Clubs need better awareness of why they should engage the expertise of a qualified golf course architect
Recently I attended the launch of a book on the life of Alex Russell, co-authored by Dr John Green and former SAGCA President Neil Crafter. It is an excellent book (see review on page 74) on the man who was Australia’s first home-grown golf course architect. A man whose work, along with the construction team of the Morcom brothers, greatly impressed Dr Alister MacKenzie on his visit to Melbourne. Royal Melbourne would subsequently engage Russell (also a member) to design their second course – the East Course. He would also subsequently be commissioned around Australia and across the Tasman in New Zealand. – Harley Kruse
In the almost 100 years since Russell’s first design work, Australia has continued to produce home-grown golf course architects. Often spawned from an interest in golf course design and from a range of disciplines including professional golf, engineering, surveying – and in the past few decades, landscape architecture. It is a niche profession and approaching 2018 the SAGCA is some 30 members strong (including two members from New Zealand).
The profession of golf course architecture has become more sophisticated, knowledgeable, creative and perhaps for want of a better word, ‘worldly’ (or perhaps the world has simply become a smaller place). Certainly course architects today, through the ease of travel and the internet, can easily seek and be exposed to the best layouts on the planet for knowledge and inspiration.
Numerous online forums, discussion groups and the world of social media involving course architects, plus passionate, everyday amateur players with a keen interest in golf course architecture, have spread knowledge and sparked robust and informative discussions. The result is that both course architects and indeed golfers are more well informed than ever before.
Our members do excellent work in Australia with new both courses and existing ones. They are consulting on some of the most revered courses in the country. It is a long list of courses. In a truly global industry, our members (some of whom are perhaps better regarded internationally) have for years plied their profession and left their mark outside of Australia – primarily in the Asia Pacific region, but also in the Middle East, India, Europe and indeed the USA, the nation with the most courses and the most golf course architects.
It is a tough time in our industry, but I believe our industry will be better for it.
I think as a profession we must accept that we are part of a global golf course design industry. Consequently in Australia we are competing against architects from around the globe and, most recently, course architects from the USA. Understandably, architects who visit Australia draw much inspiration from own Sandbelt courses, which they use for their work elsewhere; but they are also securing design work here. Perhaps this is part of the ‘new norm’, as clients are spoilt for choice when it comes to choosing an architect. Some high-profile clubs continue to engage foreign architects as their consulting architect – something that Royal Melbourne and others have followed since Alister MacKenzie visited our shores in the 1920s. Some may wish to use the 1950-coined phrase ‘cultural cringe’. Perhaps it is indeed alive and well in our industry, just as in building architecture which has its star architects (starchitects) for high-profile projects.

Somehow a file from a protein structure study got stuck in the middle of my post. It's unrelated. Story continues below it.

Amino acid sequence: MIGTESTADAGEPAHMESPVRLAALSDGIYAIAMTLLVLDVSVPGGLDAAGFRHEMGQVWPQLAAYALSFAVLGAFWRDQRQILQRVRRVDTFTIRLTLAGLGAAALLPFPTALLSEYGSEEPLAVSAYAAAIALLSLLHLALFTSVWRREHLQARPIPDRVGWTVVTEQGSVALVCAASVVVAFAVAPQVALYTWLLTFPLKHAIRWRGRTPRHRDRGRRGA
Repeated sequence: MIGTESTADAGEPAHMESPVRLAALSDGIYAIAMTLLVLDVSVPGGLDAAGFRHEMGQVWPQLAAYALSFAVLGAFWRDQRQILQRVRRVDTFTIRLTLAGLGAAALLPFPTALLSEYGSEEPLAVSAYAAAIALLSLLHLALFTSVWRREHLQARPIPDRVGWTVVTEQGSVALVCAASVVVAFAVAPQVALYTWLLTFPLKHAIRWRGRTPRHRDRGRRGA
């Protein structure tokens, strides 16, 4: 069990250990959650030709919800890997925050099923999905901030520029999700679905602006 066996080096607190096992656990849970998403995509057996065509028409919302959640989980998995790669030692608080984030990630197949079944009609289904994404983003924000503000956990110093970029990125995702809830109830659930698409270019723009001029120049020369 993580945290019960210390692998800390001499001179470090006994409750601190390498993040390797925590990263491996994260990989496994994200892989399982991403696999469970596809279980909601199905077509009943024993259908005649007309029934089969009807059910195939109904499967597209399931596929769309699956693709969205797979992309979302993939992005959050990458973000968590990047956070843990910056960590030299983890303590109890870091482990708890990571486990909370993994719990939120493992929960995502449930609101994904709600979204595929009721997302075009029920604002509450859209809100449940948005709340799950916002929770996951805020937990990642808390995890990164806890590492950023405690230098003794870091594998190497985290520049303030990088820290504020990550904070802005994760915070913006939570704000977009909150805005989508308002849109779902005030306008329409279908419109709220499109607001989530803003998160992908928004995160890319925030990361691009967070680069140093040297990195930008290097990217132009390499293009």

My belief is that foreign course architects in the mix is not at all a bad thing. There are always ideas, design principles to be honed and compared to. It might drive our already skilled Australian talent to lift its game further and perhaps get better at self-promotion (something that’s perhaps been a little ‘un-Australian’ to date). There is no doubt the level of design skill and talent amongst our membership is higher than ever before. Also complementing our work is an industry of superintendents, irrigation designers, and construction personnel who are also highly talented and passionate people, as good as anywhere in the world.
It’s my mission as the new President of the SAGCA to see us to do a better job of reinforcing our industry relationships, promoting the excellent golf course architecture of our members, identifying the importance and need for the expertise of a golf course architect, and the skills and work that ourmembers bring to the table. It is a tough time in our industry, but I believe our industry will be better for it.
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